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KUJH-TV News:Haskell-Baker Wetland fight continues

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Uploaded on Nov 4, 2008

Mike Caron visits the Haskell-Baker Wetlands several times a week. Sometimes by himself, he explores a trail on the North side that parallels 31st Street. The trail starts at Broken Arrow Park and stretches to the North side of the open water across from the Baker Wetlands entrance. From there the trail continues into the woods past several old beaver ponds. Other times Caron can be found on the boardwalk in the Baker Wetlands giving tours and taking people along the canal to the area owned by KU.

The Haskell Wetlands Preservation Organization and its allies, which include two KU student organizations, filed a federal lawsuit against the Federal Highway Administration and the Kansas Department of Transportation. The lawsuit will temporarily block the construction of the eastern portion of the South Lawrence Trafficway through the Baker Wetlands.

The proposed eastern portion of the South Lawrence Trafficway would run eight to ten lanes of highway right through the wetlands. Twelve-foot concrete barriers would also be built to prevent anything from crossing the highway. The plaintiffs are challenging the Federal Highway Administrations Record of Decision to permit KDOT to continue construction of the South Lawrence Trafficways eastern portion.

To many opponents of the trafficway the wetlands are thought of as sacred because of its history and the Native American ancestors who could have died within the wetlands. The WPOs press release stated that, These wetlands have been widely recognized as an essential part of Haskells history. The story of how indigenous traditions and cultures survived during the repressive off-reservation boarding school era is intimately tied to these wetlands.

The Baker University Wetlands Research and Natural Area is a 573-acre area south of Lawrence. The area contains 45 acres of native wetland prairie. The Baker Wetlands are home to a variety of habitats that support an assortment of fish, amphibians, reptiles, mammals and birds.

The wetlands south of Lawrence are very important for ecological, academic, recreational and definitely spiritual purposes. And I dont think people realize that and probably need to look into a little bit more and realize the same, said Ryan Callihan, vice president of KU Environs.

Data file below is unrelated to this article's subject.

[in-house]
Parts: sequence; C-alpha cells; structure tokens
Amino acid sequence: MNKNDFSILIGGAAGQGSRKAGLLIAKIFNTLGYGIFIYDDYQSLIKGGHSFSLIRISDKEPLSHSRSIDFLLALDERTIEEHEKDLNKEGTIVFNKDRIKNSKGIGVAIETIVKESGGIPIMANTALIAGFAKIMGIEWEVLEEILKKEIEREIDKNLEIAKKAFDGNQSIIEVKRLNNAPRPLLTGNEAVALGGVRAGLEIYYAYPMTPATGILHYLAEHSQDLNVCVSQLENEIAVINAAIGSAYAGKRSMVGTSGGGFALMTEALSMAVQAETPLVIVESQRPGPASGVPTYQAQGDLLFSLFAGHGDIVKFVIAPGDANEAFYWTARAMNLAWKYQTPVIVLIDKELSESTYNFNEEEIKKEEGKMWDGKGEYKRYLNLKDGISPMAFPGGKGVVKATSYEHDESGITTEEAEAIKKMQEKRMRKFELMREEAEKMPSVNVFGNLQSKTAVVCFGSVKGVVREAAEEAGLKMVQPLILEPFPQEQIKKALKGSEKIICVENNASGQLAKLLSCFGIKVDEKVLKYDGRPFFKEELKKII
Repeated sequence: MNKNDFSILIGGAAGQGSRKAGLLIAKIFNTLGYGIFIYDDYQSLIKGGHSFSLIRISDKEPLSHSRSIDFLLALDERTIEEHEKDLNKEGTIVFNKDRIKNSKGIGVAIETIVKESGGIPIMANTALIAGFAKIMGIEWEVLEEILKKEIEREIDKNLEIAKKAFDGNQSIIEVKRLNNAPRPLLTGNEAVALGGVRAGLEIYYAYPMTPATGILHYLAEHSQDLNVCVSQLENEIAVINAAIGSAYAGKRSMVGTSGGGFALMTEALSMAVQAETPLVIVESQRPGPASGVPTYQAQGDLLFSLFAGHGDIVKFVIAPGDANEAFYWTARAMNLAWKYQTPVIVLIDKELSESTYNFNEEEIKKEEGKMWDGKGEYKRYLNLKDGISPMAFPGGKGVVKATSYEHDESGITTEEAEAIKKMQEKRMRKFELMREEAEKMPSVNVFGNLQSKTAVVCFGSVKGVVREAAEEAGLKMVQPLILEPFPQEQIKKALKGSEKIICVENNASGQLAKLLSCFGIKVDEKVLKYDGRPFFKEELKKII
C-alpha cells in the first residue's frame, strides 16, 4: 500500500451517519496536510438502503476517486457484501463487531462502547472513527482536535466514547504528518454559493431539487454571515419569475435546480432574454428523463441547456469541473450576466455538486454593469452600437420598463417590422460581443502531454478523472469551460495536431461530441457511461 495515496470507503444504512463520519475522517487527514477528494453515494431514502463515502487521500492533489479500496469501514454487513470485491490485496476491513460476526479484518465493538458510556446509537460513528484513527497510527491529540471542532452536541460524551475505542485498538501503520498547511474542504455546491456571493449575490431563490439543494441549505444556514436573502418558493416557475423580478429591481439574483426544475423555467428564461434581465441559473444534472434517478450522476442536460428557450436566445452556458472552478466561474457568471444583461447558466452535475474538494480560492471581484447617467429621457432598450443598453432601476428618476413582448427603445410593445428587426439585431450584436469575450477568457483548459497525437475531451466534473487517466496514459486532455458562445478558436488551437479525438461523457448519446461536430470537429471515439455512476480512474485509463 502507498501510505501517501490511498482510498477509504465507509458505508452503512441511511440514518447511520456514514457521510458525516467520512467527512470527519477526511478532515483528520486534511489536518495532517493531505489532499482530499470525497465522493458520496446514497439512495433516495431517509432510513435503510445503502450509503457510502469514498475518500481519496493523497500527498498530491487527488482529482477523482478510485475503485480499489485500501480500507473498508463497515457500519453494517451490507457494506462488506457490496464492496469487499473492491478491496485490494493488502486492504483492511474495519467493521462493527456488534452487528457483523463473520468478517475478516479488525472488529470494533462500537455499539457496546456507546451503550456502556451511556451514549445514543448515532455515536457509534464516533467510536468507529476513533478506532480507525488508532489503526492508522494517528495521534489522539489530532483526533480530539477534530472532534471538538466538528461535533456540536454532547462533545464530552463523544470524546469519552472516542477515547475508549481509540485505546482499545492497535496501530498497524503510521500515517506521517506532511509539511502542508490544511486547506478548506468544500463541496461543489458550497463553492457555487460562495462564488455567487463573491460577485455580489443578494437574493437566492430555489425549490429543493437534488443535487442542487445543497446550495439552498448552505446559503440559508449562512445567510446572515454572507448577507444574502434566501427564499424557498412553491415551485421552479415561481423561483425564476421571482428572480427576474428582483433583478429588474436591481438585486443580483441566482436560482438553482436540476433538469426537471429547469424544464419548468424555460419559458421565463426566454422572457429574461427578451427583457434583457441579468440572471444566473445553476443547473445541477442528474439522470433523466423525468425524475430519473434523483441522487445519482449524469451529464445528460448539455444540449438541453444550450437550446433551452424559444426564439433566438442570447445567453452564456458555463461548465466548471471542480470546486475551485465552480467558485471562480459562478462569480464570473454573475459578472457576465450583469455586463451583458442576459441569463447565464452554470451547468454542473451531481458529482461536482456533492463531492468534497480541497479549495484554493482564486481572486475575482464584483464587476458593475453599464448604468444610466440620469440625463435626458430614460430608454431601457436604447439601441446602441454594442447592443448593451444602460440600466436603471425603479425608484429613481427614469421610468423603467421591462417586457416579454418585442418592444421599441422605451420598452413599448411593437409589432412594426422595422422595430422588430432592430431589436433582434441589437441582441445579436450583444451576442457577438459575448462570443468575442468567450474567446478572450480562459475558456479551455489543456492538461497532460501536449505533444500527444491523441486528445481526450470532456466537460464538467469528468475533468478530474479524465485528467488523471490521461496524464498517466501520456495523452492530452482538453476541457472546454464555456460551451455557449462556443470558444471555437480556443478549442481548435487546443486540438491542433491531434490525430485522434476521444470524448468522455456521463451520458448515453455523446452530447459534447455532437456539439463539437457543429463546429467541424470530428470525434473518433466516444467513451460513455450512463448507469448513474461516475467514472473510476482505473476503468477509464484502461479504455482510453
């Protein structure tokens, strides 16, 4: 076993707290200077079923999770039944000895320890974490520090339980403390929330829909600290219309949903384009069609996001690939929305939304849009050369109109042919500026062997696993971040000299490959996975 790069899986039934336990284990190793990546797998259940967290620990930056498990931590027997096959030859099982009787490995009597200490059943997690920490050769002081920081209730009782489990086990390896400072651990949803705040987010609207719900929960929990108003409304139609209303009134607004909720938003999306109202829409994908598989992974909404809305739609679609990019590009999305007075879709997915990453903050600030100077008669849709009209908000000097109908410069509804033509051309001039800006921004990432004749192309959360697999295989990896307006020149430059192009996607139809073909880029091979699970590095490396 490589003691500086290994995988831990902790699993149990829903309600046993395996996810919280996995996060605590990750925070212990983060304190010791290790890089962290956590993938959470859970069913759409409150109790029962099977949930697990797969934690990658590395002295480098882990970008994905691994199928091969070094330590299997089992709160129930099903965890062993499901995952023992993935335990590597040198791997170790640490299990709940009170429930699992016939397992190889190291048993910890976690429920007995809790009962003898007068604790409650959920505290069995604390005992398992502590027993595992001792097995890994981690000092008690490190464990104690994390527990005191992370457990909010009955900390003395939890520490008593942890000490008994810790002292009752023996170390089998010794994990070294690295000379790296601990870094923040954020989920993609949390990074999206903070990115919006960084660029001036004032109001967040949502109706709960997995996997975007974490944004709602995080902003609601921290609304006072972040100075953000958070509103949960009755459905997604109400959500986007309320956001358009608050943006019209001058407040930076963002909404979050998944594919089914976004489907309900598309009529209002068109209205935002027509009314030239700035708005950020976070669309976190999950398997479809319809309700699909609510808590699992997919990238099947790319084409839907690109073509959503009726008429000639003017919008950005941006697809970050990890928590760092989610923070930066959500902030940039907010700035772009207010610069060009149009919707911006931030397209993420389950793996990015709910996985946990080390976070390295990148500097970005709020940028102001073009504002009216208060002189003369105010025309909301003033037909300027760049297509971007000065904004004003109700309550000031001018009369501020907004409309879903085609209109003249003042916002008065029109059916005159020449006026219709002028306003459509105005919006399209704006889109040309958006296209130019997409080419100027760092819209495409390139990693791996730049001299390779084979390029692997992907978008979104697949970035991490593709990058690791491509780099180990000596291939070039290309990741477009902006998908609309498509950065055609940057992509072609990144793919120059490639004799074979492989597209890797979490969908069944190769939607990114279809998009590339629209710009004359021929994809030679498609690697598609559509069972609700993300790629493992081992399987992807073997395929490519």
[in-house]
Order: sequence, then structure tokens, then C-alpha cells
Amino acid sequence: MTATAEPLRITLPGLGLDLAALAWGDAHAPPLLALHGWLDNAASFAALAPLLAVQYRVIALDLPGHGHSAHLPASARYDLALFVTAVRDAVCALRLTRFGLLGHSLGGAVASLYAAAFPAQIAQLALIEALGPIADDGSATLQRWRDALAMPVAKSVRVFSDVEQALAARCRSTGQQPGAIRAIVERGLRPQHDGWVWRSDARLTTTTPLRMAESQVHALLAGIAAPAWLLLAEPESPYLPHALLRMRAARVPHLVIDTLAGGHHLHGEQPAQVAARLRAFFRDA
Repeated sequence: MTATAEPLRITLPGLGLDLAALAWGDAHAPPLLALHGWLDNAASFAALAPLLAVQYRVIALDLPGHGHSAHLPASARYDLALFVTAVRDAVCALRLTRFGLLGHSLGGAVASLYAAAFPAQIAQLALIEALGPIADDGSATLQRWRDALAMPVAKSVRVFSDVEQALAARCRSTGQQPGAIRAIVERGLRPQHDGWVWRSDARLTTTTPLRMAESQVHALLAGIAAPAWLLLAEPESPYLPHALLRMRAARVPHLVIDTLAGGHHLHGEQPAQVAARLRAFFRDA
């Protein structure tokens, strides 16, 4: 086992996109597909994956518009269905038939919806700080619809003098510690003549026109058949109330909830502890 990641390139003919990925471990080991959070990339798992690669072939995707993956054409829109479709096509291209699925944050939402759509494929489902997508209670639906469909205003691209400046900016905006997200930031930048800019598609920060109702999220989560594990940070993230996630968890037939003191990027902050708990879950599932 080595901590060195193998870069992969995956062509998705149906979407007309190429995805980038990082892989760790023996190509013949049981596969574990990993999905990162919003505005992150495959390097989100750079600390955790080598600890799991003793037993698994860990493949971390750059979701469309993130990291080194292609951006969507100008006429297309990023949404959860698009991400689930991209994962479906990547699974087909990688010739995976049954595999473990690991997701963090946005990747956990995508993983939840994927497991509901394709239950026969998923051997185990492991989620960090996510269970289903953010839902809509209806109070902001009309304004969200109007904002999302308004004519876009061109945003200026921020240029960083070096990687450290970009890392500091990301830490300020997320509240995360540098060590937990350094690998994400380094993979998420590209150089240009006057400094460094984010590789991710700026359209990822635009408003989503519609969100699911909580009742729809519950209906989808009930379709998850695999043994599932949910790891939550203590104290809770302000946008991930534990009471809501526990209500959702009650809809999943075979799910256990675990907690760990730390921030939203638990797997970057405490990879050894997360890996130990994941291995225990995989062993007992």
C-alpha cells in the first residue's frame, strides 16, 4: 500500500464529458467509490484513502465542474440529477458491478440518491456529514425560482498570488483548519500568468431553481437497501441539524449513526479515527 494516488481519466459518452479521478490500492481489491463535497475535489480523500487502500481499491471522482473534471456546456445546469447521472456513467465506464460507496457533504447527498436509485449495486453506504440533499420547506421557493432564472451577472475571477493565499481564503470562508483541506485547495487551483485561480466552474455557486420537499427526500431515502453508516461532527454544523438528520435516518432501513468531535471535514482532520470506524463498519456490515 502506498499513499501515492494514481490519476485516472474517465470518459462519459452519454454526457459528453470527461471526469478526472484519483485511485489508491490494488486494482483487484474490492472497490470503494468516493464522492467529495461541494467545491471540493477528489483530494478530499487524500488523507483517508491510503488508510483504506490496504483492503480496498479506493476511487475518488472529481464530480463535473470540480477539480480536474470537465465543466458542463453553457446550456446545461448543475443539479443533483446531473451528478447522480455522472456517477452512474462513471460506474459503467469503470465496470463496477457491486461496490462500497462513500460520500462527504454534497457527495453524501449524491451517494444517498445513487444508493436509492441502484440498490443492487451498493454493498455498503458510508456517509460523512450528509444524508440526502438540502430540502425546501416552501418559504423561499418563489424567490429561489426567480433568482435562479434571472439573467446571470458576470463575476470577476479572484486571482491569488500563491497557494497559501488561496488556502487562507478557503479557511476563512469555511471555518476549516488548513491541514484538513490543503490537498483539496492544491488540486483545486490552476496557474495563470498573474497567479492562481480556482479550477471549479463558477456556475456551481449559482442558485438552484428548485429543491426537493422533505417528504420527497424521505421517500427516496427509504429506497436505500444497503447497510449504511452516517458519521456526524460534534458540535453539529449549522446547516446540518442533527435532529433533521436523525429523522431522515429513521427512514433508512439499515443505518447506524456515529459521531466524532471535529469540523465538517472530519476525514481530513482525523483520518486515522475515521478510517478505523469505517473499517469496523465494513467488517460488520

I think the wetlands are very important for all those reasons. The construction of this trafficway is not going to inhibit any of those uses but actually heighten the amount of wetlands that are available and allow more people more access to the wetlands I think in an easier fashion, said Mayor Mike Dever.

Dever also said that he thinks the city of Lawrence needs a route around town to restrict the amount of traffic flow down 23rd Street. He said he thought the trafficway was an opportunity to do that but was unsure whether it was in the perfect place.

The plaintiffs include the Haskell Wetlands Preservation Organization, Save the Wakarusa Wetlands, Inc., Sierra Club, Jayhawk Audubon Society and two University of Kansas student organizations, EcoJustice and KU Environs. The plaintiffs are also receiving support from Native American tribes across the country.

The plaintiffs focused their arguments on the fact that the State of Kansas and Federal administrators did not search out the alternatives to build south of the Wakarusa River in great enough detail. The WPO claims that if the project is built it will detract from the use and enjoyment of the wetlands because of the noise, pollution and reduction of wildlife the project will cause.

For now, nobody knows when and whether the federal judges will take the case. Caron said if the federal judges do take the case, then whoever loses will almost certainly file an appeal and the waiting process will continue. Supporters of the trafficway plan to build 300 acres of man-made wetlands to compensate for the destruction of the Baker Wetlands.

Caron also said that he believes KU specifically needed to know that their institution played an enormous role in Haskell losing that wetland in the first place. In fact, he said, KU played an incredibly central role and that it was only at the last minute when KU found out it was all going to blow up in their face that it was turned over to Baker University instead. KU is directly responsible for Haskell losing that property.

As for now Mike Caron will do what he has done for years: continue his efforts to help save the Baker Wetlands by taking interested people out to the wetlands and telling them the history and current issues about the area.

For more, visit tv.ku.edu

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